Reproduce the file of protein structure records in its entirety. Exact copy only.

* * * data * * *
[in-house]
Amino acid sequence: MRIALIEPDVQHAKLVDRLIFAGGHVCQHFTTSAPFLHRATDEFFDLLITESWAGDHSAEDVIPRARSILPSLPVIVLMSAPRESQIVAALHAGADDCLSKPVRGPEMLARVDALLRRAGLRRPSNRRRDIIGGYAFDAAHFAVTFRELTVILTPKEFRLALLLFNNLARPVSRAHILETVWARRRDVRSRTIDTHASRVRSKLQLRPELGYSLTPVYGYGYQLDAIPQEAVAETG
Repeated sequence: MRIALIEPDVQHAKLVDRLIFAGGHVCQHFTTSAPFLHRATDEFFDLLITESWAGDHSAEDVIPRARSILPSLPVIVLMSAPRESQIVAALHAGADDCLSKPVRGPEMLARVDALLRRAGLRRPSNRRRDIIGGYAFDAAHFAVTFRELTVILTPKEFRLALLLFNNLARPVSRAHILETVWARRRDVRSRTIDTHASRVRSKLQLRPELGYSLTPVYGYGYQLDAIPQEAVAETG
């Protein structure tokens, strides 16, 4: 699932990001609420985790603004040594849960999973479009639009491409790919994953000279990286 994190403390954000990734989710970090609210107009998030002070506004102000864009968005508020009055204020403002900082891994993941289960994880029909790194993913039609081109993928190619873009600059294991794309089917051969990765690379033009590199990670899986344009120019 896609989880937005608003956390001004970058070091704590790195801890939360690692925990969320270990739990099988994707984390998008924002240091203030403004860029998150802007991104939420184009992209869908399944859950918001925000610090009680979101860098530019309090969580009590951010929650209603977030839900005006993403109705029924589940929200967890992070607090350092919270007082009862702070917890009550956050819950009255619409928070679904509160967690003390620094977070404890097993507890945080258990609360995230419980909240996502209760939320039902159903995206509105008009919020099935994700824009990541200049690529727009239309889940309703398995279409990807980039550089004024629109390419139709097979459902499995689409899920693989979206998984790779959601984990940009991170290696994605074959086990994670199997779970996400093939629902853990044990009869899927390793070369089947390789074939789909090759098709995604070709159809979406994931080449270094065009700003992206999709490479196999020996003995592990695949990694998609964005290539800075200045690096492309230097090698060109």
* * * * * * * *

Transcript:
[in-house]
Amino acid sequence: MRIALIEPDVQHAKLVDRLIFAGGHVCQHFTTSAPFLHRATDEFFDLLITESWAGDHSAEDVIPRARSILPSLPVIVLMSAPRESQIVAALHAGADDCLSKPVRGPEMLARVDALLRRAGLRRPSNRRRDIIGGYAFDAAHFAVTFRELTVILTPKEFRLALLLFNNLARPVSRAHILETVWARRRDVRSRTIDTHASRVRSKLQLRPELGYSLTPVYGYGYQLDAIPQEAVAETG
Repeated sequence: MRIALIEPDVQHAKLVDRLIFAGGHVCQHFTTSAPFLHRATDEFFDLLITESWAGDHSAEDVIPRARSILPSLPVIVLMSAPRESQIVAALHAGADDCLSKPVRGPEMLARVDALLRRAGLRRPSNRRRDIIGGYAFDAAHFAVTFRELTVILTPKEFRLALLLFNNLARPVSRAHILETVWARRRDVRSRTIDTHASRVRSKLQLRPELGYSLTPVYGYGYQLDAIPQEAVAETG
């Protein structure tokens, strides 16, 4: 699932990001609420985790603004040594849960999973479009639009491409790919994953000279990286 994190403390954000990734989710970090609210107009998030002070506004102000864009968005508020009055204020403002900082891994993941289960994880029909790194993913039609081109993928190619873009600059294991794309089917051969990765690379033009590199990670899986344009120019 896609989880937005608003956390001004970058070091704590790195801890939360690692925990969320270990739990099988994707984390998008924002240091203030403004860029998150802007991104939420184009992209869908399944859950918001925000610090009680979101860098530019309090969580009590951010929650209603977030839900005006993403109705029924589940929200967890992070607090350092919270007082009862702070917890009550956050819950009255619409928070679904509160967690003390620094977070404890097993507890945080258990609360995230419980909240996502209760939320039902159903995206509105008009919020099935994700824009990541200049690529727009239309889940309703398995279409990807980039550089004024629109390419139709097979459902499995689409899920693989979206998984790779959601984990940009991170290696994605074959086990994670199997779970996400093939629902853990044990009869899927390793070369089947390789074939789909090759098709995604070709159809979406994931080449270094065009700003992206999709490479196999020996003995592990695949990694998609964005290539800075200045690096492309230097090698060109």